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LGBTQI News Roundup – 28th October 2022

Leslie Jordan, beloved ‘Will & Grace’ actor dies aged 67


Leslie Jordan, the Emmy-winning actor best known for his roles as Lonnie Garr in “Hearts Afire,” Beverly Leslie in “Will & Grace” and most recently Phil in “Call Me Kat,” has died. He was 67. His agent David Shaul confirmed his death to USA TODAY in an emailed statement Monday. 

“The world is definitely a much darker place today without the love and light of Leslie Jordan,” Shaul said in a statement. “Not only was he a mega talent and joy to work with, but he provided an emotional sanctuary to the nation at one of its most difficult times. What he lacked in height he made up for in generosity and greatness as a son, brother, artist, comedian, partner and human being. Knowing that he has left the world at the height of both his professional and personal life is the only solace one can have today.” 

Jordan was found dead following a car crash in Los Angeles. The news was first reported by TMZ. The Los Angeles Police Department confirmed to USA TODAY there was a fatal traffic collision in Hollywood, California, around 9:30 a.m. on Cahuenga Boulevard and Romaine Street, but did not identify the individual involved. The incident involved a vehicle versus a wall, LAPD officer Warren Moore said Monday. Sarah Ardalani, a public information officer for the Los Angeles County Medical Examiner’s office, identified the deceased individual in the crash as Jordan to USA TODAY. He was pronounced dead on the scene, Ardalani said. The beloved actor and comedian had a decades-long career on stage and screen, appearing in films including “The Help,” “The United States vs. Billie Holiday” and “Fear Inc.” He played Earl “Brother Boy” Ingram on stage in “Sordid Lives” and later took the role to the big screen.


Human Rights Watch says Qatar has detained and mistreated LGBT people

Security forces in Qatar arbitrarily arrested and abused LGBT Qataris as recently as last month, Human Rights Watch (HRW) said on Monday, in the run-up to hosting soccer’s World Cup which has put a spotlight on human rights issues in the Gulf Arab state. Homosexuality is illegal in the conservative Muslim country, and some soccer stars have raised concerns over the rights of fans travelling for the event, especially LGBT+ individuals and women, whom rights groups say Qatari laws discriminate against.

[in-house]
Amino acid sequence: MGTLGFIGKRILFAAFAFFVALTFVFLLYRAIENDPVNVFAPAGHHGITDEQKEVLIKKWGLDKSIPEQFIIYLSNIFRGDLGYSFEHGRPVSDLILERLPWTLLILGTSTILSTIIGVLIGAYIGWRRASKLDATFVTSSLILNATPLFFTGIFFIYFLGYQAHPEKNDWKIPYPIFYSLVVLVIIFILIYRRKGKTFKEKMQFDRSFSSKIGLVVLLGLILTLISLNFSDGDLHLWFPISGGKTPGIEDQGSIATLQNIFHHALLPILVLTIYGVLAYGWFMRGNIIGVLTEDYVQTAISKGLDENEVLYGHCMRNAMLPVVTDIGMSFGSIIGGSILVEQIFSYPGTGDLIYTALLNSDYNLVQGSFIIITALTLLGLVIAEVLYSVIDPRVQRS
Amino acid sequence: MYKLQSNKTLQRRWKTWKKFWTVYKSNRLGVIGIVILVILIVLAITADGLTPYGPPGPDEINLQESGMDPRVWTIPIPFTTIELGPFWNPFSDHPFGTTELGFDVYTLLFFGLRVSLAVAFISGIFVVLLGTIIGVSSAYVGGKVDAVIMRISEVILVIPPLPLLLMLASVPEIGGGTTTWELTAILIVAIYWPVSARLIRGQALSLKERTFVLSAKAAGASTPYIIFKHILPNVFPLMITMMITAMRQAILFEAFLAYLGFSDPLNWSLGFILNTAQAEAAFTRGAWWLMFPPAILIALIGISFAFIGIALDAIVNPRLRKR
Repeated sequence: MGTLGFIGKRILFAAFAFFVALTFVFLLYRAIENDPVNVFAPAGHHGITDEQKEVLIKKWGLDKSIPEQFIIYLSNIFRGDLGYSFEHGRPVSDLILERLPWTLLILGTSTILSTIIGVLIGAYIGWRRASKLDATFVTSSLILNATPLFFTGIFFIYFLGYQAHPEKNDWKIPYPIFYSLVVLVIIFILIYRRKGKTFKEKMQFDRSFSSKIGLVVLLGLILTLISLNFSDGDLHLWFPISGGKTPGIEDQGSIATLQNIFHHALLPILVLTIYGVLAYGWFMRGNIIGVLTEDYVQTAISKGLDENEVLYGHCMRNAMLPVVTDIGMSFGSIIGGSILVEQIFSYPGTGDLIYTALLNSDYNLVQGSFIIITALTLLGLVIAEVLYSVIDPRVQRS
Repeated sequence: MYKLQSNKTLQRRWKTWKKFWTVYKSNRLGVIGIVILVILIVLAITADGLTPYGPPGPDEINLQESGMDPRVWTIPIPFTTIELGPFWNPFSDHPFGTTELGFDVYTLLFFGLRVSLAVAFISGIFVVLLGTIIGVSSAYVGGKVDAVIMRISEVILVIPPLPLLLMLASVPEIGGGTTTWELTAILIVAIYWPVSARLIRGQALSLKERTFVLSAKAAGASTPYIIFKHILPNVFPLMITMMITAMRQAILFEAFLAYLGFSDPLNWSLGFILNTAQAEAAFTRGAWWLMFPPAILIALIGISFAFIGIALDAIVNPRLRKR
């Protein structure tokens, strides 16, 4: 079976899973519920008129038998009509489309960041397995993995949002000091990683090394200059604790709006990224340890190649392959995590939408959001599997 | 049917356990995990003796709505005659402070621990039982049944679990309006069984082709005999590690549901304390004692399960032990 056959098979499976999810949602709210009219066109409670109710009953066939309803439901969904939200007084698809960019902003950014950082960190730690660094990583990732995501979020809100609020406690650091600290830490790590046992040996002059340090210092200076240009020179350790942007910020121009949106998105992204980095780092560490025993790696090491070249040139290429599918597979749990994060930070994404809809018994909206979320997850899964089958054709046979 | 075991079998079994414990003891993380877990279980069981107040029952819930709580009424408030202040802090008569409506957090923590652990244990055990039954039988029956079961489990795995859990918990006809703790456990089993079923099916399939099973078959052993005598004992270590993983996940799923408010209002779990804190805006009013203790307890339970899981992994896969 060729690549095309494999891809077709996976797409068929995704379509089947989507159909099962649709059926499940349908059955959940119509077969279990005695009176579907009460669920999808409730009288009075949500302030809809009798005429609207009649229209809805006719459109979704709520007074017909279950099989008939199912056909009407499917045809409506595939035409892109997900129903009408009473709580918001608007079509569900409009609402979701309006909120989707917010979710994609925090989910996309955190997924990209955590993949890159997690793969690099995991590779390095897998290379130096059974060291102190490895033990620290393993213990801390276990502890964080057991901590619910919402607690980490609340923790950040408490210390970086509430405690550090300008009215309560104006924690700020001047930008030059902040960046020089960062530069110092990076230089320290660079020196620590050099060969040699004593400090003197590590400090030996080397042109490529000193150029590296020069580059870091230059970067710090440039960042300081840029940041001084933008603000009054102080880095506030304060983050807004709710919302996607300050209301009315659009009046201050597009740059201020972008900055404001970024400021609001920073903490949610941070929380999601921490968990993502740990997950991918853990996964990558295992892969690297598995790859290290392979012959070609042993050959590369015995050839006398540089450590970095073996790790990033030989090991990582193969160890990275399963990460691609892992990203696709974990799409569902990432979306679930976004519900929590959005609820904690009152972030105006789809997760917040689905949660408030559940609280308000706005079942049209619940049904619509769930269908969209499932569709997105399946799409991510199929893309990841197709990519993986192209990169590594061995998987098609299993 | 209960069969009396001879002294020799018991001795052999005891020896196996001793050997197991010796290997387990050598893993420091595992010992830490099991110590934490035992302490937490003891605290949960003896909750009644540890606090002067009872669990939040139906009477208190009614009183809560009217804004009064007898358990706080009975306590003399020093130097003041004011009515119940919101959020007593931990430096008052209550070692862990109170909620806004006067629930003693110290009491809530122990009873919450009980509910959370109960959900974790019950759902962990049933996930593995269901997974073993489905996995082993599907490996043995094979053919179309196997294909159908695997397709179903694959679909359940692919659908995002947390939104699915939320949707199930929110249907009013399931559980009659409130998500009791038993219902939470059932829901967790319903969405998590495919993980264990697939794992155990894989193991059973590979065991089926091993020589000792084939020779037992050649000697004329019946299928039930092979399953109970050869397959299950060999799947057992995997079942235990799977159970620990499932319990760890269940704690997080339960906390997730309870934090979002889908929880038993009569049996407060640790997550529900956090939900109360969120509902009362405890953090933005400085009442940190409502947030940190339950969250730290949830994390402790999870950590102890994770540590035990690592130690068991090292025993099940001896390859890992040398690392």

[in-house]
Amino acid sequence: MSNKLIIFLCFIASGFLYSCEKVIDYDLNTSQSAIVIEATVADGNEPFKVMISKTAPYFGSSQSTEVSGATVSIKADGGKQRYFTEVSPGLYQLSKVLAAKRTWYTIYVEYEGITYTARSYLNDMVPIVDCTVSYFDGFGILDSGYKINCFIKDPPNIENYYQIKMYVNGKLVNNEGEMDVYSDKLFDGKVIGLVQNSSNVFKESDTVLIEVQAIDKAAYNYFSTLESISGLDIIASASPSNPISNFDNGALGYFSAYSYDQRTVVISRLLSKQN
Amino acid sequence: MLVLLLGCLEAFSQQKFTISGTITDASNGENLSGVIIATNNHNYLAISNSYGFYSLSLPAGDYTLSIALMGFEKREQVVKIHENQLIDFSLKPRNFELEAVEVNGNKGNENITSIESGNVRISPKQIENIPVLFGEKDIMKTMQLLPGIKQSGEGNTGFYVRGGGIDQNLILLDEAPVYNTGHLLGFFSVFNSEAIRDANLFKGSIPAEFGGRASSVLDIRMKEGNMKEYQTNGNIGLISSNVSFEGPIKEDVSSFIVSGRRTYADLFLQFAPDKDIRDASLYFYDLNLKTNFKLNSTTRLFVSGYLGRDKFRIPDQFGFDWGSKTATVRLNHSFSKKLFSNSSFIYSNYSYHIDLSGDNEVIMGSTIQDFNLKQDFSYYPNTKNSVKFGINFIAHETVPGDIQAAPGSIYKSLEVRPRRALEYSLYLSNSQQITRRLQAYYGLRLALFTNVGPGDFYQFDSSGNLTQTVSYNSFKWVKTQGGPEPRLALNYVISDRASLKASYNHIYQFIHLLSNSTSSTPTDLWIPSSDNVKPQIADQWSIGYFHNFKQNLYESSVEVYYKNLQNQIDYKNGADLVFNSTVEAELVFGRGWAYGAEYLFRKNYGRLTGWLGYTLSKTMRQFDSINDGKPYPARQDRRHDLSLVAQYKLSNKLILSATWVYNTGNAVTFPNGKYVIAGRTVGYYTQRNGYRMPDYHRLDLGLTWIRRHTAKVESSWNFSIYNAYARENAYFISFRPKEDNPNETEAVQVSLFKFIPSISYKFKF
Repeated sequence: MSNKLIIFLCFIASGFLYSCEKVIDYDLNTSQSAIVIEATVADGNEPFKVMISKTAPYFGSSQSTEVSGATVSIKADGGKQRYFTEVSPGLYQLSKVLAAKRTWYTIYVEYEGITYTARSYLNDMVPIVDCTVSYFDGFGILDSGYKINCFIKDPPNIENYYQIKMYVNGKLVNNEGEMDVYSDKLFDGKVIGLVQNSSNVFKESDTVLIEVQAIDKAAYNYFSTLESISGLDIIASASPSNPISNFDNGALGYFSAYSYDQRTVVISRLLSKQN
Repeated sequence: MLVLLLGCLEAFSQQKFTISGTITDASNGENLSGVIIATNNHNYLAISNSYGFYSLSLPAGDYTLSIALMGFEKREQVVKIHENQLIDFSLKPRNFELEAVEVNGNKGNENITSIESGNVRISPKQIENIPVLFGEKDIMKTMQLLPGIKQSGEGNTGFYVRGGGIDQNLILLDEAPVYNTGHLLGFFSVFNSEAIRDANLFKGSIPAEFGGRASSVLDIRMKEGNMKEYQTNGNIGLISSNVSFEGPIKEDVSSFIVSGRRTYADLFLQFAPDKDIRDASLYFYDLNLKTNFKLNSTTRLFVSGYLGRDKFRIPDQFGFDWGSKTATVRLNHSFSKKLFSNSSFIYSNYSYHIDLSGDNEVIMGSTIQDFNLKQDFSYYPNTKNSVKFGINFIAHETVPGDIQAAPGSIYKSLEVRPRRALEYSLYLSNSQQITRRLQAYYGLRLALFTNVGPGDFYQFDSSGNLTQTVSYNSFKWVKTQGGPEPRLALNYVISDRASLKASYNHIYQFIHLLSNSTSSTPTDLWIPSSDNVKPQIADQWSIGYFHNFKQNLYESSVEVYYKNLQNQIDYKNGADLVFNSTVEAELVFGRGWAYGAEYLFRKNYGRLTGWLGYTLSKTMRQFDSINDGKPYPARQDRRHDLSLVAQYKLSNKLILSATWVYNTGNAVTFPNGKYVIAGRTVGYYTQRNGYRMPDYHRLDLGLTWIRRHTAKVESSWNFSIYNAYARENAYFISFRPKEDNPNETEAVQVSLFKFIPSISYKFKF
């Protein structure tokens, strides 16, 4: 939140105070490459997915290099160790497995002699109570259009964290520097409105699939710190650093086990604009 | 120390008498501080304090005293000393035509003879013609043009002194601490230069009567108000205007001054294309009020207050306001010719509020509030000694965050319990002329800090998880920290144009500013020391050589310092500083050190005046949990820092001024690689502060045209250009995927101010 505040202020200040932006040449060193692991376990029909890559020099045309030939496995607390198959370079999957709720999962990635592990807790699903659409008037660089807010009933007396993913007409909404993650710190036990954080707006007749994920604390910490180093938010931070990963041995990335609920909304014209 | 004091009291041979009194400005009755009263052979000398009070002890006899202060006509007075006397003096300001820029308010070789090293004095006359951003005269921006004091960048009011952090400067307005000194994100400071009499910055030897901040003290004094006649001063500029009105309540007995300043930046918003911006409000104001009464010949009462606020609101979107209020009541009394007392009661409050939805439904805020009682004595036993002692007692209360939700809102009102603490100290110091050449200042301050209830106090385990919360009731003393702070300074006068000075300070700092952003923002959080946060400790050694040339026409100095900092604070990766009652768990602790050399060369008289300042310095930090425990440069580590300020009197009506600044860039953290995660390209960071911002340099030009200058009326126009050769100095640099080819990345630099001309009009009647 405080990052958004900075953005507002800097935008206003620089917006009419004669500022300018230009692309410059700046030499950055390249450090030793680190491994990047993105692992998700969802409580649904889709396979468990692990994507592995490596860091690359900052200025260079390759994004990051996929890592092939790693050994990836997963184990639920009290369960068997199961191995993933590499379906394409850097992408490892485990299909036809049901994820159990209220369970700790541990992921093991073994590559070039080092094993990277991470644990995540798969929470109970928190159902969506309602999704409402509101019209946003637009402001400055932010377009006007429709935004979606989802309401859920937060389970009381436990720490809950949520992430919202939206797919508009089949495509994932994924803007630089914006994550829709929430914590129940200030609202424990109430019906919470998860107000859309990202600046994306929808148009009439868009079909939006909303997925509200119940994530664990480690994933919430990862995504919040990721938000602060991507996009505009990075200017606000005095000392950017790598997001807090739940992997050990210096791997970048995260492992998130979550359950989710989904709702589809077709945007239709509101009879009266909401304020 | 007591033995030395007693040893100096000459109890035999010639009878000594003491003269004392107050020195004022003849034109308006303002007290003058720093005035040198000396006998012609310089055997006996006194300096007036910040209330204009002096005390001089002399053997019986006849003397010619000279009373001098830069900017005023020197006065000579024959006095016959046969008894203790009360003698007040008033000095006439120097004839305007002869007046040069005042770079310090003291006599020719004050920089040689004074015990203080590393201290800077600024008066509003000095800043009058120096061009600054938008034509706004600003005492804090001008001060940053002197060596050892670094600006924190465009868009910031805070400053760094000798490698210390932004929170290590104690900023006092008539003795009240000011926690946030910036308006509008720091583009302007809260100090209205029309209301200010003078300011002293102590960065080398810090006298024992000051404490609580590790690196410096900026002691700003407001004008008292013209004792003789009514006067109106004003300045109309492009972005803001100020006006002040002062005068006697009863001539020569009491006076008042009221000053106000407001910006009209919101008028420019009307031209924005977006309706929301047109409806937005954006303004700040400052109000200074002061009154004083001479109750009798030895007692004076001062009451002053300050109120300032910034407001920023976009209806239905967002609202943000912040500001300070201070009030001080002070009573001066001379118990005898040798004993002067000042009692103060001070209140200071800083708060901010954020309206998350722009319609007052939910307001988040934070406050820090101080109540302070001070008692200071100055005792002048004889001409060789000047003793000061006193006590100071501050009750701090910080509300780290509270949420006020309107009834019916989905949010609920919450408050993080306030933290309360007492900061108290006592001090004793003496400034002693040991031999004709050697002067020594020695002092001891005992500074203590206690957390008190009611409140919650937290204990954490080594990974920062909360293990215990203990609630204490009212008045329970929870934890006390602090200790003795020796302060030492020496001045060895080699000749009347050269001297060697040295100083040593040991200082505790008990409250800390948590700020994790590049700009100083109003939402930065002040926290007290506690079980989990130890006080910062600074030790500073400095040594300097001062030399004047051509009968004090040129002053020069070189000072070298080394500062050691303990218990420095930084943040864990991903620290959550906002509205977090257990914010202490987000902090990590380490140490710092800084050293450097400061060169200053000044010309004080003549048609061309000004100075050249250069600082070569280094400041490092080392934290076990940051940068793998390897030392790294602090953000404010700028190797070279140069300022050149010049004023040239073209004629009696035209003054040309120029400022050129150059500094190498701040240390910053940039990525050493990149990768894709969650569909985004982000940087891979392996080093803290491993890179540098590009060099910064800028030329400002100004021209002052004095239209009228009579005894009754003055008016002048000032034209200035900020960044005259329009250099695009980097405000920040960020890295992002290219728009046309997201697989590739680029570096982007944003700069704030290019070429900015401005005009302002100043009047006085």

Organisers of the World Cup, which starts on Nov. 20 and is the first held in a Middle Eastern nation, say that everyone, no matter their sexual orientation or background, is welcome, while also warning against public displays of affection. “Freedom of expression and nondiscrimination based on sexual orientation and gender identity should be guaranteed, permanently, for all residents of Qatar, not just spectators going to Qatar for the World Cup,” HRW said in a statement. The organisation said it had interviewed six LGBT Qataris, including four transgender women, one bisexual woman and one gay man, who reported being detained between 2019 and 2022 and subjected to verbal and physical abuse, including kicking and punching.

They were detained without charge in an underground prison in Doha, HRW said, and one individual was held for two months in solitary confinement. “All six said that police forced them to sign pledges indicating that they would ‘cease immoral activity’,” it said, adding that transgender women detainees were mandated to attend conversion therapy sessions at a government-sponsored clinic.


Qatar officials stop LGBT activist Peter Tatchell protesting

Qatari officials have stopped a protest staged by British LGBT rights campaigner Peter Tatchell. Mr Tatchell said he was “arrested and detained on the kerbside” in Doha on Tuesday following his one-man protest challenging the country’s treatment of LGBT people ahead of the World Cup.

He said he was later released and is now heading back to the UK. The Qatari government said authorities asked someone to move but claims of an arrest were “completely false”. Mr Tatchell, who took similar action when the 2018 World Cup was hosted in Russia, said it was the first public LGBT rights protest to take place in a Gulf state. Mr Tatchell was pictured standing outside the National Museum of Qatar with a placard reading: “Qatar arrests, jails & subjects LGBTs to conversion”, with the hashtag “#QatarAntiGay”.  

Video footage shows Qatari officials then approaching Mr Tatchell. Two uniformed officers and three plain clothes officials arrived at the scene. They folded up his placard and took photos of Tatchell’s passport and other papers, and those of a man accompanying him. In a statement, Mr Tatchell said he was “surrounded and interrogated” by nine officers, who asked “where I was from, who was helping me, where I was staying and when I was leaving Qatar”.


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